ignoring those around you. All were involved, cheering each other
on and getting sweaty and sore muscles from playing! I have seen
this system as a positive thing in our family.

The boys have been pooling their money to get games to share and
we have had families over for tournaments, where we share a meal
and a devotion as well. I have started to let the boys earn 10
minutes (Monday -Thursday) per day if they have a really good day
-- including chores done, etc. Today, we are in the middle of an
ice storm and it was a nice way to get in our Physical Education!

Anyway, just wanted to share in case there are some moms wondering
if all video games are bad and addicting. Oh -- also -- Wii will
come on and show on the screen, 'Don't you want to take a break?'
after about 20 minutes. It does this when we are taking turns
with the Wii-mote and it thinks it is one person just playing. It
can also show you the total time you have been playing, so that is
good if you want to keep track of the kids' playing time.

For the record, besides the occasional Animal Planet show, Amazing
Race, or American idol, the boys watch no TV and maybe a movie
every other week. And they are all huge into sports, playing out-
side, church group activities, reading, listening to books on CD,
playing musical instruments, puzzles, board and card games, art,
exploring nature, etc. Video games, in our case with the Wii, have
just added a new, relaxing diversion -- and I am even enjoying
playing with them." -- Julie, HomeschoolingBOYS.com email group


Do you have an idea, experience, or tip to share? Please write!
Send to: HN-ideas@familyclassroom.net

Winning Website

Printable Arithmetic Rummy


I love using games to teach and reinforce concepts! This simple
site provides printable cards and instructions (in .pdf format)
for playing Arithmetic Rummy. The creators have provided rules
for several different games, so you can play at the level best
suited for your child's math skills.

-- Cindy Prechtel - www.HomeschoolingFromTheHeart.com

Last Issue's Reader Question

"I am a grandmother raising my fourteen year old grandson. He
is in the public school system, in junior high. He has struggled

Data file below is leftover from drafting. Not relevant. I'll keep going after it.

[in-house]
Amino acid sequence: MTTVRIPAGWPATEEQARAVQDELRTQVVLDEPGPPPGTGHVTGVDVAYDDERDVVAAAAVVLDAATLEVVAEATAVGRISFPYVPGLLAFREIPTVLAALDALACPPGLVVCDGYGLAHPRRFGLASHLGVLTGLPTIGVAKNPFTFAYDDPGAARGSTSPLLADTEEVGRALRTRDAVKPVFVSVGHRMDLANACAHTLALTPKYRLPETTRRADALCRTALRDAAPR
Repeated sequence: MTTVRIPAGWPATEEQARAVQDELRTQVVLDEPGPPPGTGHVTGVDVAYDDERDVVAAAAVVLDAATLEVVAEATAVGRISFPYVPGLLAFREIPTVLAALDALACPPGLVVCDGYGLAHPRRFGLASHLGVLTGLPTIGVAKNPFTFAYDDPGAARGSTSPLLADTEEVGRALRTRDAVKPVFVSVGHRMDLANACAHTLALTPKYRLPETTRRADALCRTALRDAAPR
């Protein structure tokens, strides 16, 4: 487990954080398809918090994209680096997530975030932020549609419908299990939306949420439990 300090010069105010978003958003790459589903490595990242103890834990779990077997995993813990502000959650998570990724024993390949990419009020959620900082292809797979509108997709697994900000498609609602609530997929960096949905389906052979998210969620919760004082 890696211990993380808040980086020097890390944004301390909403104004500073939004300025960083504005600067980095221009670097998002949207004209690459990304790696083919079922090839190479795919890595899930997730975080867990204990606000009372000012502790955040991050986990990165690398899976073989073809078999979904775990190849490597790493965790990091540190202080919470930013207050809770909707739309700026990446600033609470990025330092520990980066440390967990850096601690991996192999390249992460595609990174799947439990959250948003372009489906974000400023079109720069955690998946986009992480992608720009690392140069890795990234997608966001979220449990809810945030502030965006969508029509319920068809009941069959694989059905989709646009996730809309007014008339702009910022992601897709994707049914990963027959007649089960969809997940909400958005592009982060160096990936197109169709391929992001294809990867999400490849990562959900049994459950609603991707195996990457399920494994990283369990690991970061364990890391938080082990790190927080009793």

for eight years (special ed classes for math, etc.). He has been
asking me for two years to home school him. I live in the state
of Maine -- I do not know where to begin. Any info would be
greatly appreciated. Thank you." -- Mary

Our Readers' Responses

"Dear Mary -- My son sounds like your grandson - he asked me for
2 1/2 years to homeschool him before I was brave enough to do it.
And my greatest regret is not doing it much sooner. He also strug-
gles with math, and do you know what I found out? He just needed
more time and attention! He was unable to keep up with the pace
set in school, so fell further and further behind! There are
many great curricula out there for math and everything else, so
I would suggest you pull him out now, let him de-school, and do
your research to find what you might like. The Sonlight website
-- www.sonlight.com -- gives pros and cons for the math that they
offer, and has excellent suggestions for high school. Good luck,
and God bless you for raising your grandson!" -- Trish in NY

Answer our NEW Question

"I am a single mom with a business that I work out of my home. My
daughter hates school and begs me to homeschool her. I have no
clue -- zero, nada. Can you help?" -- Elaine H.


Do you have some words of wisdom for Elaine?
Please send your answer to: HN-answers@familyclassroom.net

Ask YOUR Question

Do you have a question you would like our readers to answer?

Send it to HN-questions@familyclassroom.net and we'll see
if we can help you out in a future issue!

Need Immediate Help?

Visit our Homeschool Encouragement Center! This is a live 24/7
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This ultra-safe chat is supervised by experienced moms who are
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Check out our schedule of daily chats and jump right in! :-)


[Note: This ministry is geared toward Christian parents, but all
are welcome. You may need to download a Java program to utilize